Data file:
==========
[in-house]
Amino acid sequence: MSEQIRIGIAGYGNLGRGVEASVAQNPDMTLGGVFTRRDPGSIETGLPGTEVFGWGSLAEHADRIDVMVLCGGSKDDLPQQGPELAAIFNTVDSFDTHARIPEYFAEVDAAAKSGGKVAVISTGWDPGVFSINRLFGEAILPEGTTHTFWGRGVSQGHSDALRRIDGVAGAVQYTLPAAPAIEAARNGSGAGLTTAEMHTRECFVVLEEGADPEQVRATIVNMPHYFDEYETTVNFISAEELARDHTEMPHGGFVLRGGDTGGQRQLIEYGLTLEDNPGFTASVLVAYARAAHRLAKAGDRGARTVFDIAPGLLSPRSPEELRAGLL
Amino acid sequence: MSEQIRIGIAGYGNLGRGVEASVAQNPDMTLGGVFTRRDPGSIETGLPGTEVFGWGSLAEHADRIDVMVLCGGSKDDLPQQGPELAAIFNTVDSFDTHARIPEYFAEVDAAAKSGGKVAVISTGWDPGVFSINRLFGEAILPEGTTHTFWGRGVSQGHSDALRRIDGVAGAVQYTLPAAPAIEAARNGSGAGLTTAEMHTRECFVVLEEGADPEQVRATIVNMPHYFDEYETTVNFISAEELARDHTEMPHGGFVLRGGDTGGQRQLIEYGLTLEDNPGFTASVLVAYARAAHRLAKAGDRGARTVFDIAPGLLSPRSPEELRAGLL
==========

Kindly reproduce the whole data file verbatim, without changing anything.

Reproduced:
[in-house]
Amino acid sequence: MSEQIRIGIAGYGNLGRGVEASVAQNPDMTLGGVFTRRDPGSIETGLPGTEVFGWGSLAEHADRIDVMVLCGGSKDDLPQQGPELAAIFNTVDSFDTHARIPEYFAEVDAAAKSGGKVAVISTGWDPGVFSINRLFGEAILPEGTTHTFWGRGVSQGHSDALRRIDGVAGAVQYTLPAAPAIEAARNGSGAGLTTAEMHTRECFVVLEEGADPEQVRATIVNMPHYFDEYETTVNFISAEELARDHTEMPHGGFVLRGGDTGGQRQLIEYGLTLEDNPGFTASVLVAYARAAHRLAKAGDRGARTVFDIAPGLLSPRSPEELRAGLL
Amino acid sequence: MSEQIRIGIAGYGNLGRGVEASVAQNPDMTLGGVFTRRDPGSIETGLPGTEVFGWGSLAEHADRIDVMVLCGGSKDDLPQQGPELAAIFNTVDSFDTHARIPEYFAEVDAAAKSGGKVAVISTGWDPGVFSINRLFGEAILPEGTTHTFWGRGVSQGHSDALRRIDGVAGAVQYTLPAAPAIEAARNGSGAGLTTAEMHTRECFVVLEEGADPEQVRATIVNMPHYFDEYETTVNFISAEELARDHTEMPHGGFVLRGGDTGGQRQLIEYGLTLEDNPGFTASVLVAYARAAHRLAKAGDRGARTVFDIAPGLLSPRSPEELRAGLL